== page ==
Sunday, August 15, 1999
Mousetrap maker snares sales
For 75 years, inventor's device has been catching pests in volume
BY WILLIAM RYBERG
Des Moines Register
ALBIA, Iowa Austin Kness had an idea for a better mousetrap back in the 1920s, and he built one.
Seventy-five years later, the company he founded, Kness Mfg. Co. Inc., is still building versions of that mousetrap in Albia.
Dwight Mater, the company's marketing manager, says the traps are used in the White House and at Disneyland and Walt Disney World.
Kness Mfg. builds a variety of traps, but its bread and butter is a metal box-style mousetrap based on Austin Kness' original innovative design.
The Kness Ketch-All Multiple Catch mousetrap doesn't use bait. It catches mice alive and can catch several before it needs to be reset.
Kathy Kness Wauson, president and chief executive officer as well as a granddaughter of the founder, says annual revenues total $3 million to $5 million. She and five other descendants of Austin Kness, including company vice president Russell Kness, Ms. Wauson's cousin, own the company.
Kness Mfg. (the k is pronounced) employs about 50 people and contracts with a sheltered workshop for some assembly work.
Greg Baumann, director of technical and field services for the National Pest Control Association, said Kness Mfg. is one of the more visible companies in the pest control industry. They have a long history of making innovative rodent-control products, he said.
The metal Ketch-All is a spring-powered wind-up trap about 7 inches long, 5 inches wide and 5 inches high.
Mice enter through a small hole in the side out of curiosity, to find a safe place to stay or to build a nest.
Inside, the mouse finds a round, mouse-size tunnel.
One side of the curved wall is part of a spring-powered paddle wheel. When the mouse steps on a panel in the floor of the trap, the paddle wheel scoops the animal up and plops it in an adjacent holding room.
The wheel has three paddles, and when one mouse is scooped up, the next paddle moves into place to await the next arrival. The trap can catch up to 15 mice at one setting.
The mice can be released outside or killed. An optional attachment allows the animals to climb through a tube into a water-filled jar, where they drown.
The retail price is usually around $17.
Ms. Wauson said business is good.
Company sales from Ketch-Alls and other products used to control rodents and insects have been increasing at an annual rate of 10 percent to 15 percent a year for at least the past nine years, she said. About 10 percent of sales are exports to overseas markets.
Kness customers fall into two main categories:
Distributors who buy the products and sell them to operators in the professional pest-control industry.
The operators use the products to control rodents at a wide range of locations: Businesses, manufacturing and processing plants, warehouses, grain mills, bakeries, museums and other facilities.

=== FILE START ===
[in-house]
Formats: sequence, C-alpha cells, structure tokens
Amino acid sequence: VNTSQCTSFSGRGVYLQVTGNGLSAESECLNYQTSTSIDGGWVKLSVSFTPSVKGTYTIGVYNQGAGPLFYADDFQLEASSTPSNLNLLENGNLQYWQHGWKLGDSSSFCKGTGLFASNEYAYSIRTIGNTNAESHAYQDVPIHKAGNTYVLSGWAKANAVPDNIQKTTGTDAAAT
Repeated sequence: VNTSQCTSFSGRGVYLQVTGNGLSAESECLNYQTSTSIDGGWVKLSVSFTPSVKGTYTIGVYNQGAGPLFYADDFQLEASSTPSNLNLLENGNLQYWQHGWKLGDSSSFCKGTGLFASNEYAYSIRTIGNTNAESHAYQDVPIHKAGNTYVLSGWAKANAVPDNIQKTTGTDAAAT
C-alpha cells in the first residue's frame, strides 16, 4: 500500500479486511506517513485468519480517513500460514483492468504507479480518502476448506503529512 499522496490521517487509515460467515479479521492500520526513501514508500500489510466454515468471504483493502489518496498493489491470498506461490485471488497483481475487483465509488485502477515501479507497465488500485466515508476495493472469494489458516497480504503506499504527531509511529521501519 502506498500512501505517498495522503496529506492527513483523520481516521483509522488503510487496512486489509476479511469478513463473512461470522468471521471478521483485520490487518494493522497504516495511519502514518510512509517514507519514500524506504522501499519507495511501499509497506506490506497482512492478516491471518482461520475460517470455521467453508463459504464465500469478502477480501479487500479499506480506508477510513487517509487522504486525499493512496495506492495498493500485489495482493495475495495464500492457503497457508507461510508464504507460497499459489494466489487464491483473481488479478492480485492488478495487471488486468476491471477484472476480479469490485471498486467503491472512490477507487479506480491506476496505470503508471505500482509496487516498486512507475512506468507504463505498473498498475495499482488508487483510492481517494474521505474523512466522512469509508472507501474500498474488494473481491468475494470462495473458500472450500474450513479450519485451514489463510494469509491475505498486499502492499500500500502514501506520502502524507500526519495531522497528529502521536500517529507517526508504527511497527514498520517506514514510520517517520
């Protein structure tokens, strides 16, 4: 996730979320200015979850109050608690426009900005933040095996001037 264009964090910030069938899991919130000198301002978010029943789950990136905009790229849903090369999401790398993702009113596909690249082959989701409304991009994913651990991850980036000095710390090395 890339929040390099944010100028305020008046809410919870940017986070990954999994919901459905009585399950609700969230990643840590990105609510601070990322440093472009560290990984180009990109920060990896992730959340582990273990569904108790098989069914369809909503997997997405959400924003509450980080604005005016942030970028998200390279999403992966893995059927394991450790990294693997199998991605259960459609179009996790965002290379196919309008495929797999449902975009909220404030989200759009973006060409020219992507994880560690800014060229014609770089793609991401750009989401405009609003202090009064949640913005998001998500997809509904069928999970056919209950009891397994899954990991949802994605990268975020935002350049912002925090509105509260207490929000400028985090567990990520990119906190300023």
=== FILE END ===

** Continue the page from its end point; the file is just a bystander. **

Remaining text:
Some large retailers, including the Lowe's and Home Depot home improvement store chains, and buying groups that resell the products to other retail stores.
Company founder Austin Kness, nicknamed Brick because of his red hair, was a widower with six children to raise when he came up with the idea for the Ketch-All trap in 1924, a company history says.
In his mid-30s at the time, Mr. Kness, who came up with various inventions during his life, was working as a custodian at Audubon High School, where mice were a problem.
Mice caught in traditional, small wood snap traps would die behind obstacles in the school. He would have to set numerous traps, empty them and clean up the mess.
He came up with idea for a box trap and made one using a square oilcan, a tobacco can, a spring from a curtain rod and the wood base from a crate.
He captured five mice the first night he used it.
Mr. Kness founded Kness Mfg. in 1927 in Storm Lake, but the business closed during the Great Depression.
The company was revived in the late 1930s and got a major boost in 1942 when Mr. Kness' three grown sons invested in it. The business was moved to Albia in 1944. The first part of the current 50,000-square-foot plant was built in 1975, with additions in 1977 and 1990.
The company's big growth spurt came in the 1970s, when the federal Occupational Safety and Health Administration directed food processors to catch rodents by confining them in a box trap to reduce hair particles in the air.
At the time, the Ketch-All was the only box-trap available.
The Ketch-All was originally patented, but patent protection ran out about 50 years ago, Ms. Wauson said.
She said three other American companies make multiple catch traps. Among them is Streamwood, a Pennsylvania company, best known for making Victor snap traps.
The Kness product line has grown to include snap traps, called Snap-E; the Mini-Mouser, a smaller plastic version of the Ketch-All; and a plastic outdoor ant controller called the Ants-No-More.
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